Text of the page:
The biosynthesis of N-linked glycoproteins involves a step wise, dolichol- linked assembly of a tetrasaccharide precursor, Glc3Man9GlcNAc2 and its en bloc transfer to the nascent peptide followed by co- and post-translational modifications of the oligosaccharyl moiety. The donor for the glycosyl residues in the precursor is Glc-P-Dol; its biosynthesis is catalyzed by UDP-Glc:Dol-P glucosyltransferase. It has been shown that glucosylation of the precursor signals its transfer to the acceptor polypeptides. One may hypothesize that the action of glucosyltransferase represents a key step for the overall regulation of N-glycosylation. The mammary gland possesses some unique features for studying the biosynthesis and regulation of glycoproteins. It is under intense hormonal modulation for its growth and development as it repeatedly cycles between dormancy -> gestation -> lactation -> regression -> dormancy throughout the reproductive life of the female. Further, the lactating gland synthesizes and secretes massive amounts of only a limited number of well characterized glycoproteins into milk. Previous studies from our laboratory have elucidated the outlines of the dolichol cycle and the stereochemical structures of the intermediates of the cycle in the mammary gland. The first enzyme, i.e., UDP-GlcNAc:Dol- P GlcNAc-1-P-transferase and processing-specific glucosidases I and II have been purified. The proposed program will purify, characterize and clone the glucosyltransferase. Innovative methodologies, based on the synthesis of novel analogs of the enzyme substrate will be incorporated in the purification protocol. The enzyme cDNA will be cloned in the expression vector lambdaZAP-II. IN studies outside the scope of this work, molecular probes for glucosyltransferase will be employed to investigate the gland. The recent pioneering studies on the expression of glycosylated and functional glycoproteins tPA, alpha-antitrypsin and blood clotting factor IX in the milk of transgenic animals illustrate the power of the mammary gland as a bioreactor of immense potential for biomedical and agrochemical purposes. Glycoproteins participate in a wide spectrum of biological functions and recognition phenomena. Pathological states including malignancy, atherosclerosis and many autosomal recessive disorders are accompanied with marked alterations in cellular glycoprotein metabolism. A glycoprotein-glycoprotein interaction between gp120 of HIV and CD4 receptor on the lymphocyte provides the entry port for the introduction of viral genetic material into the host leading to AIDS.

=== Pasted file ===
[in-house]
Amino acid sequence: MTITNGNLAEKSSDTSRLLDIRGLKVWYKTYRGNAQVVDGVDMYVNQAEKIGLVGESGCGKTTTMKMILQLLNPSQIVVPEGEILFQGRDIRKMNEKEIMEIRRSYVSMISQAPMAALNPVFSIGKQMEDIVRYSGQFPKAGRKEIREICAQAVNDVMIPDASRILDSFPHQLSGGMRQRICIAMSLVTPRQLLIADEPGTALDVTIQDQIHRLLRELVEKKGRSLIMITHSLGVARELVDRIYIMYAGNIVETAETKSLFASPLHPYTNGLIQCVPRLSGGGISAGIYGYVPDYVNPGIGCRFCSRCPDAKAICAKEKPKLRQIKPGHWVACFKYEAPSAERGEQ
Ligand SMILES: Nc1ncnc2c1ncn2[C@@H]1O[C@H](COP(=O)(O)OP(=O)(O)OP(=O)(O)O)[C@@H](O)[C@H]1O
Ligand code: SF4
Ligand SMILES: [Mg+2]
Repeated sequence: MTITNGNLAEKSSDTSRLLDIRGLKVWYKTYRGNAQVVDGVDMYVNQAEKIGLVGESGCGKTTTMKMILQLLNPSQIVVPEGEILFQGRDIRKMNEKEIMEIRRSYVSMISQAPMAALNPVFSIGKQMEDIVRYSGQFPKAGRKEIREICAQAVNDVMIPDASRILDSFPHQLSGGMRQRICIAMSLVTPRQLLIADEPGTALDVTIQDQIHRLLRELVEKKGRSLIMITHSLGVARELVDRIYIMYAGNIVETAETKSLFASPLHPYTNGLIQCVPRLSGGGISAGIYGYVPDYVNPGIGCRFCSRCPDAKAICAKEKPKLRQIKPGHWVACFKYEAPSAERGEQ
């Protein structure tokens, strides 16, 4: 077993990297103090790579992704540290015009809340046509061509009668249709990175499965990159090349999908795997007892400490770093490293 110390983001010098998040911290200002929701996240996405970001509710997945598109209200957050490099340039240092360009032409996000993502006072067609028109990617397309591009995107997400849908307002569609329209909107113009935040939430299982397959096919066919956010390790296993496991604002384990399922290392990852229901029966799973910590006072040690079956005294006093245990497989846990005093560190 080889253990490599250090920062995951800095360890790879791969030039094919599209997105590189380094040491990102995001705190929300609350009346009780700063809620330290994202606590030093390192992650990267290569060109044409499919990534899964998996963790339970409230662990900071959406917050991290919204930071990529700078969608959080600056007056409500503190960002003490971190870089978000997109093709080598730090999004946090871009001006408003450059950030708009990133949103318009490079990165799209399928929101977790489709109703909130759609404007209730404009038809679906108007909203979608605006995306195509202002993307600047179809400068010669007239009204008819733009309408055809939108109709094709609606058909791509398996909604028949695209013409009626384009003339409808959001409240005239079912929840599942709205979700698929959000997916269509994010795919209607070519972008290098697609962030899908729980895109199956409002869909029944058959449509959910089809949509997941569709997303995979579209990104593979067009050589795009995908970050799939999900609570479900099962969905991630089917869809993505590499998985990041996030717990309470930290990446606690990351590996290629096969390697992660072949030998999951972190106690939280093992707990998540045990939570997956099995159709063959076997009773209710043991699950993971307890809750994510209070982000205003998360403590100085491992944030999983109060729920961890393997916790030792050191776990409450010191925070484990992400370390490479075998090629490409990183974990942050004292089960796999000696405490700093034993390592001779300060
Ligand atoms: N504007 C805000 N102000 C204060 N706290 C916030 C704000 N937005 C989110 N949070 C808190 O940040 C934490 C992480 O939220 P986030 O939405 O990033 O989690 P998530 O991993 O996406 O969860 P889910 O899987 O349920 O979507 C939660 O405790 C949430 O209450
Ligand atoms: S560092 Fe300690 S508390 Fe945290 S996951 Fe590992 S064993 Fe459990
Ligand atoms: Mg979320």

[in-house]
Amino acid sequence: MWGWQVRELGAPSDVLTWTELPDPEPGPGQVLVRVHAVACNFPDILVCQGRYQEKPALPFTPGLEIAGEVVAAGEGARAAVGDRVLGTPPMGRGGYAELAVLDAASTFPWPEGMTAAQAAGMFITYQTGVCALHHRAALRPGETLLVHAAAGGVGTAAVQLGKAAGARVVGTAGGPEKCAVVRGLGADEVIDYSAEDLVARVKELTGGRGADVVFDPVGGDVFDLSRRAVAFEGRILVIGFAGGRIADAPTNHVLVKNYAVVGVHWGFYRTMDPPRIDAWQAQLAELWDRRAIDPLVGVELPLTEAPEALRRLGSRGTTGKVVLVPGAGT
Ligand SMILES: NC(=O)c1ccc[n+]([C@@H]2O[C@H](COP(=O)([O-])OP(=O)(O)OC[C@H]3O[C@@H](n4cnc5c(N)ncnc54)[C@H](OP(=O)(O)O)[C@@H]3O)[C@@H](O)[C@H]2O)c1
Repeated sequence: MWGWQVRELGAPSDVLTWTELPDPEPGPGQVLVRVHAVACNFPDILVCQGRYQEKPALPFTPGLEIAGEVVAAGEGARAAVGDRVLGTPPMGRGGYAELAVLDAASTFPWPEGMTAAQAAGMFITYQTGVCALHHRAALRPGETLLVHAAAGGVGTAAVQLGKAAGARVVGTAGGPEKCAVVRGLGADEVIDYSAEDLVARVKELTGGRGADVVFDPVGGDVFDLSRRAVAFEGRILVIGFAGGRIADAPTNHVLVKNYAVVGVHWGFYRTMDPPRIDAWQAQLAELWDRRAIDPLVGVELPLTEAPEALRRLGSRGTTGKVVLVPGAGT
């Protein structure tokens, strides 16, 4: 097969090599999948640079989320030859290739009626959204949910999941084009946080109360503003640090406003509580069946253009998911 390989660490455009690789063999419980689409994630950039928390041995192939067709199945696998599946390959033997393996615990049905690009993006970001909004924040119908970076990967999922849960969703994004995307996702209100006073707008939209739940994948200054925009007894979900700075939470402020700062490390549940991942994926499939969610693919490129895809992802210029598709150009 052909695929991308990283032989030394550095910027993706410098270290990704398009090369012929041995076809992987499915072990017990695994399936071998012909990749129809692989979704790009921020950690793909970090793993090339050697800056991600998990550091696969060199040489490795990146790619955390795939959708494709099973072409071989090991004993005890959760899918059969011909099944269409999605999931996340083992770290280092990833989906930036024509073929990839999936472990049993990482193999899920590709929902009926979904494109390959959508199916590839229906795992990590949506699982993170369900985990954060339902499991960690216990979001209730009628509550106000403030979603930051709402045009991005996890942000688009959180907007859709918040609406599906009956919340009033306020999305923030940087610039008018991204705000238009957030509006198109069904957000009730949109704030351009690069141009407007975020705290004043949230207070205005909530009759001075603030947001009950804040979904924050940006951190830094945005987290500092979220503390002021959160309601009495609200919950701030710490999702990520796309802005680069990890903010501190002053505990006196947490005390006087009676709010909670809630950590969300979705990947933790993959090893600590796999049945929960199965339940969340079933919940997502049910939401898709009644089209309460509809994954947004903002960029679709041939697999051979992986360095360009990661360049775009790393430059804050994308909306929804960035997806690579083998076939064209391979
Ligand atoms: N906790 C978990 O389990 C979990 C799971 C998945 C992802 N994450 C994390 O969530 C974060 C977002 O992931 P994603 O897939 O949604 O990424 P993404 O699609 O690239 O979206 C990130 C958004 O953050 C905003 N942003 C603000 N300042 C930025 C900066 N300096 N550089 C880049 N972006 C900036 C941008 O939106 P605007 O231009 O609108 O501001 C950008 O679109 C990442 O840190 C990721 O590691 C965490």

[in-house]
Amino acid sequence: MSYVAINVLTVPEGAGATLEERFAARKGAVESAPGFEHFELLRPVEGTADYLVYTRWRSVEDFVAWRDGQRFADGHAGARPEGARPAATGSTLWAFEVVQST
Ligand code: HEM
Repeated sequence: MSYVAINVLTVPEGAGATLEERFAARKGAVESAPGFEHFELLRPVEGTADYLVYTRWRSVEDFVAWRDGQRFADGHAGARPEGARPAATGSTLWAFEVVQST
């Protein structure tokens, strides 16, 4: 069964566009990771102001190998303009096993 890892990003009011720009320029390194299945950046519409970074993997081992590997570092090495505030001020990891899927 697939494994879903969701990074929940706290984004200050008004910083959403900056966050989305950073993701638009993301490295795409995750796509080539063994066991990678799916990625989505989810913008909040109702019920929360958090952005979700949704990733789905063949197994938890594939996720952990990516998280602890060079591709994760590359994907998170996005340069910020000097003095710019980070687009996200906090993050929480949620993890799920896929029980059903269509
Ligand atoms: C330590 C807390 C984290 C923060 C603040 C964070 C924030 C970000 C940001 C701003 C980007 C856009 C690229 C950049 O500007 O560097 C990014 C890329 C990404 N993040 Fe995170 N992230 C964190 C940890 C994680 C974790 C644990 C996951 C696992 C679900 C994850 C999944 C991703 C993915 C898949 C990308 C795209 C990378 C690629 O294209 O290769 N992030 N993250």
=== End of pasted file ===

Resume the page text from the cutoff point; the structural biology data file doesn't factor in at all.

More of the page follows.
National Institute of Health (NIH)
National Institute of General Medical Sciences (NIGMS)
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Pathobiochemistry Study Section (PBC)
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University of Maryland College Park
Schools of Earth Sciences/Natur
College Park
United States
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